Players get support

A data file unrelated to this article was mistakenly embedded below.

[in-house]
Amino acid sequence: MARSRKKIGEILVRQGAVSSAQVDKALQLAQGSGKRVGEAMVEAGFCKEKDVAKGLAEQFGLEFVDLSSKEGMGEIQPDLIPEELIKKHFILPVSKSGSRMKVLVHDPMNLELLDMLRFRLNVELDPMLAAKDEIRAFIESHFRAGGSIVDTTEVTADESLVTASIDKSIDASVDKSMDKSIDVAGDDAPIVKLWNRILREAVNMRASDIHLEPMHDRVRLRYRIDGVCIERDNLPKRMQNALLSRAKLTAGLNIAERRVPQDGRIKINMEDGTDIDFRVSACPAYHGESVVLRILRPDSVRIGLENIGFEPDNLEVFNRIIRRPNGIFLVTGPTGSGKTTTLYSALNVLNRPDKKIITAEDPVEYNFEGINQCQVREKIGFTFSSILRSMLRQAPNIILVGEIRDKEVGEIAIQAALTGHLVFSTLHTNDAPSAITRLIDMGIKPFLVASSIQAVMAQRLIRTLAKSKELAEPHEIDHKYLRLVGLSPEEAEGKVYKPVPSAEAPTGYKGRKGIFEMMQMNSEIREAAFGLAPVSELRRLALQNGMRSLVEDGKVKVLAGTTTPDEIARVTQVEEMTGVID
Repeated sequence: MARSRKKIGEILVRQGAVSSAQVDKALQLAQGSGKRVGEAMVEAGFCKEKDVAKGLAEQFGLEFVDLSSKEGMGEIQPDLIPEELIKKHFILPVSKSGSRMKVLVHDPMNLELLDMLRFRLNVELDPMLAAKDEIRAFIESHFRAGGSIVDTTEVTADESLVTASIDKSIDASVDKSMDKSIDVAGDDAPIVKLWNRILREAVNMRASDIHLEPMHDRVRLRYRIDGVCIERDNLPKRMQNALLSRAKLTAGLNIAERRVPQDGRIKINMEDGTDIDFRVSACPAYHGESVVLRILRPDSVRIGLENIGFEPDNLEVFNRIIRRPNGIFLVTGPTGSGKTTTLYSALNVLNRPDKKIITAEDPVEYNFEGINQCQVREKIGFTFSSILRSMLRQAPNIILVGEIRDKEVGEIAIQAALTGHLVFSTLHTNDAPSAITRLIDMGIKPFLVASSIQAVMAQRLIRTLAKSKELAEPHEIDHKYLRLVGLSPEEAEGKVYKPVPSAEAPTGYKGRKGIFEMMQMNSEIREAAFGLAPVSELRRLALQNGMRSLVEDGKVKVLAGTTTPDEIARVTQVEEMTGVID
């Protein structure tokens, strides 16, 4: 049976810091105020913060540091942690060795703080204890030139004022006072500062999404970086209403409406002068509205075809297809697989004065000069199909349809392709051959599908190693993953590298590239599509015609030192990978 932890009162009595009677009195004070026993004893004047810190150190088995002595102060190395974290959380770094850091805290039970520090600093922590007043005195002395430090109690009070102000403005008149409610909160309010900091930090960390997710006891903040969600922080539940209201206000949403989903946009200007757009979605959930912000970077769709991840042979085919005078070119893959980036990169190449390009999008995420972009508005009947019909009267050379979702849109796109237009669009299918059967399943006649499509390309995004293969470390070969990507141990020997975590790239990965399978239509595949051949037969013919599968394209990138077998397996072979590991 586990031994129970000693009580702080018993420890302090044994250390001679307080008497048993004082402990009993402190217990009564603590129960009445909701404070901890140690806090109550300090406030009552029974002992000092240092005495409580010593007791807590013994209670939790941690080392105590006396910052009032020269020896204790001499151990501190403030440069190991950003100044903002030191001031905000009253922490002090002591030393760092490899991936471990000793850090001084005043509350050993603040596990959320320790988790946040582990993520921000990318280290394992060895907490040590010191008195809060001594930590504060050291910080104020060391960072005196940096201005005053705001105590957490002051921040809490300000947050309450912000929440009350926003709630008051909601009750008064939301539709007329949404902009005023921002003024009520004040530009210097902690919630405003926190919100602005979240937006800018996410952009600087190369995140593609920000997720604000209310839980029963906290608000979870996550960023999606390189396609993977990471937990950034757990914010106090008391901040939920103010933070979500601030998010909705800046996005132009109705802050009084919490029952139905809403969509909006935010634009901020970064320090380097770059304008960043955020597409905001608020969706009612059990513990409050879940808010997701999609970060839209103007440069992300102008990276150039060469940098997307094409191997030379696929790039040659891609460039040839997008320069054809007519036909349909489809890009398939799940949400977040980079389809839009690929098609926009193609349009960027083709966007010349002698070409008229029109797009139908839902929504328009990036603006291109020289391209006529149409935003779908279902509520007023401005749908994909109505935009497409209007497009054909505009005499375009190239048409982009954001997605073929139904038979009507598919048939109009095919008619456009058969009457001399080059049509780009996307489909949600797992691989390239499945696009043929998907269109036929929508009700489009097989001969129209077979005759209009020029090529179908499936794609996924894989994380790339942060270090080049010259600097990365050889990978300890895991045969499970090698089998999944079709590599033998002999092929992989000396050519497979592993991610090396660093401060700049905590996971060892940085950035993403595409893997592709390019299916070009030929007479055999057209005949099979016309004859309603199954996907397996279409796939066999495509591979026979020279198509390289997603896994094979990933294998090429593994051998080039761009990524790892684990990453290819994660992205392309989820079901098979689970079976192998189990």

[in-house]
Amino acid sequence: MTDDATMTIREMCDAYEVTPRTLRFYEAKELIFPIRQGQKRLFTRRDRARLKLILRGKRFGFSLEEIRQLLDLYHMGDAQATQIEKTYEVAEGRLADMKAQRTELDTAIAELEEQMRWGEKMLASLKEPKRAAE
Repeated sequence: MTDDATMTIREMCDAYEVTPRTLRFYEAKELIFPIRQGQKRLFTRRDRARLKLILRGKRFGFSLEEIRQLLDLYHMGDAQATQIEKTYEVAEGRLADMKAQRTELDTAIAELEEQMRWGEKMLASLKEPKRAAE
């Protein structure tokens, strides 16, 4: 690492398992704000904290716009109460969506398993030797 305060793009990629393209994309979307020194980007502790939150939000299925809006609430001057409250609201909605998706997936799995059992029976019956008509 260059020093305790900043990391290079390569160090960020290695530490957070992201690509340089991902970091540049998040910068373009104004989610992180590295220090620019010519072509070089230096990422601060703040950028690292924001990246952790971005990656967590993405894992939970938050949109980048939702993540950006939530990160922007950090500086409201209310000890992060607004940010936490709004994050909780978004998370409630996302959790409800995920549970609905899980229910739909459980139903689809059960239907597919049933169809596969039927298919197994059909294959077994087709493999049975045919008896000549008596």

NFL players have a new teammate in their labor fight — the AFL-CIO. One of the nation’s largest unions said it had sent all of the league’s owners a letter warning that a lockout in one of America’s “few thriving’’ industries could cost thousands of Americans their jobs and cities more than $140 million in revenue. It also urged owners to release financial statements, something NFL Players Association executive director DeMaurice Smith has sought for more than a year. The AFL-CIO called the owners’ refusal to provide financial documents “troubling.’’ . . . Deion Sanders, Curtis Martin, Marshall Faulk, and Jerome Bettis are among the first-year eligible candidates for the Pro Football Hall of Fame’s class of 2011. In all, there are 113 modern-era nominees. From that list, Hall of Fame selectors will choose 25 as semifinalists to be announced in November . . . Browns president Mike Holmgren has reached out again to the Hall of Fame running back Jim Brown, asking Brown to reconsider not attending Sunday’s ring of honor ceremony at halftime of Cleveland’s home opener against Kansas City. Brown, the greatest player in team history and one of the NFL’s all-time best, is at odds with the Browns over losing his job as a team adviser. He recently informed the Browns he would not take part in the ceremony when the team inducts its 16 Hall of Famers as the initial class in the new ring of honor.